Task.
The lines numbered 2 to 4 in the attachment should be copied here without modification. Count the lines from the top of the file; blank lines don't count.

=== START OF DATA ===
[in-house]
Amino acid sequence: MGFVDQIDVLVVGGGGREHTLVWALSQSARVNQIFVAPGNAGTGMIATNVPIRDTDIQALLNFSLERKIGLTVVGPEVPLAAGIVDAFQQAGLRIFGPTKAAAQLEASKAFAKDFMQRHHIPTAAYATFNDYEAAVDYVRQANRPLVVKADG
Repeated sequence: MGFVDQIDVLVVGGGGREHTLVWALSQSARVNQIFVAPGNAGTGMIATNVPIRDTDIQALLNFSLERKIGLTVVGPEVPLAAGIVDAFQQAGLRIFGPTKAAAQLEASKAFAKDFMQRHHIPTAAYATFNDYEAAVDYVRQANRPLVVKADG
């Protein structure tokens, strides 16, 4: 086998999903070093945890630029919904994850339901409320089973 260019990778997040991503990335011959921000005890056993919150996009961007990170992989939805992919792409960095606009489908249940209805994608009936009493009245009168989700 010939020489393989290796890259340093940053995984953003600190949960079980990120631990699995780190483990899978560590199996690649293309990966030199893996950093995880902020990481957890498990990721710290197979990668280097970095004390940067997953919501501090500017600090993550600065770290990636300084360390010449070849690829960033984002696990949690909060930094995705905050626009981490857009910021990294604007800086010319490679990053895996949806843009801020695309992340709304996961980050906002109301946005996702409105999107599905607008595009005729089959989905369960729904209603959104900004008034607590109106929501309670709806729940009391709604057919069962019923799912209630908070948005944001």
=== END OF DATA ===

Amino acid sequence: MGFVDQIDVLVVGGGGREHTLVWALSQSARVNQIFVAPGNAGTGMIATNVPIRDTDIQALLNFSLERKIGLTVVGPEVPLAAGIVDAFQQAGLRIFGPTKAAAQLEASKAFAKDFMQRHHIPTAAYATFNDYEAAVDYVRQANRPLVVKADG
Repeated sequence: MGFVDQIDVLVVGGGGREHTLVWALSQSARVNQIFVAPGNAGTGMIATNVPIRDTDIQALLNFSLERKIGLTVVGPEVPLAAGIVDAFQQAGLRIFGPTKAAAQLEASKAFAKDFMQRHHIPTAAYATFNDYEAAVDYVRQANRPLVVKADG
């Protein structure tokens, strides 16, 4: 086998999903070093945890630029919904994850339901409320089973 260019990778997040991503990335011959921000005890056993919150996009961007990170992989939805992919792409960095606009489908249940209805994608009936009493009245009168989700 010939020489393989290796890259340093940053995984953003600190949960079980990120631990699995780190483990899978560590199996690649293309990966030199893996950093995880902020990481957890498990990721710290197979990668280097970095004390940067997953919501501090500017600090993550600065770290990636300084360390010449070849690829960033984002696990949690909060930094995705905050626009981490857009910021990294604007800086010319490679990053895996949806843009801020695309992340709304996961980050906002109301946005996702409105999107599905607008595009005729089959989905369960729904209603959104900004008034607590109106929501309670709806729940009391709604057919069962019923799912209630908070948005944001």